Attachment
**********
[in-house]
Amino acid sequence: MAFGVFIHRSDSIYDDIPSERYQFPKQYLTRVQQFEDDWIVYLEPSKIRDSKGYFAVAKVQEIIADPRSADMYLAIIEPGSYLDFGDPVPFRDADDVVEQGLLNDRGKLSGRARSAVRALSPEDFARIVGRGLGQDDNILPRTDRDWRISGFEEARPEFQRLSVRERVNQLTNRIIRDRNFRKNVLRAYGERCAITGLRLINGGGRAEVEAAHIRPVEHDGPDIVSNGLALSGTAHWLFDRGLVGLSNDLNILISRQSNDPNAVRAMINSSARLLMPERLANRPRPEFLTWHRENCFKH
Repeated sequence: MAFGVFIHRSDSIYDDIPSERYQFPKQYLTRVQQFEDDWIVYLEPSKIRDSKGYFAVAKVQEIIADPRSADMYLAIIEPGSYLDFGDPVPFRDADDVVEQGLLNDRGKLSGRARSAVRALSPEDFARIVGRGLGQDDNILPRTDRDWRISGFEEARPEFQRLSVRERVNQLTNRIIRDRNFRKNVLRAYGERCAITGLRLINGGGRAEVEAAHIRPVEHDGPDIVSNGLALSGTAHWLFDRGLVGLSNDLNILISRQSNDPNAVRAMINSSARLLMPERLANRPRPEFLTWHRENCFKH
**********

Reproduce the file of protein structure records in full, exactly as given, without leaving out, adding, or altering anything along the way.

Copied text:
[in-house]
Amino acid sequence: MAFGVFIHRSDSIYDDIPSERYQFPKQYLTRVQQFEDDWIVYLEPSKIRDSKGYFAVAKVQEIIADPRSADMYLAIIEPGSYLDFGDPVPFRDADDVVEQGLLNDRGKLSGRARSAVRALSPEDFARIVGRGLGQDDNILPRTDRDWRISGFEEARPEFQRLSVRERVNQLTNRIIRDRNFRKNVLRAYGERCAITGLRLINGGGRAEVEAAHIRPVEHDGPDIVSNGLALSGTAHWLFDRGLVGLSNDLNILISRQSNDPNAVRAMINSSARLLMPERLANRPRPEFLTWHRENCFKH
Repeated sequence: MAFGVFIHRSDSIYDDIPSERYQFPKQYLTRVQQFEDDWIVYLEPSKIRDSKGYFAVAKVQEIIADPRSADMYLAIIEPGSYLDFGDPVPFRDADDVVEQGLLNDRGKLSGRARSAVRALSPEDFARIVGRGLGQDDNILPRTDRDWRISGFEEARPEFQRLSVRERVNQLTNRIIRDRNFRKNVLRAYGERCAITGLRLINGGGRAEVEAAHIRPVEHDGPDIVSNGLALSGTAHWLFDRGLVGLSNDLNILISRQSNDPNAVRAMINSSARLLMPERLANRPRPEFLTWHRENCFKH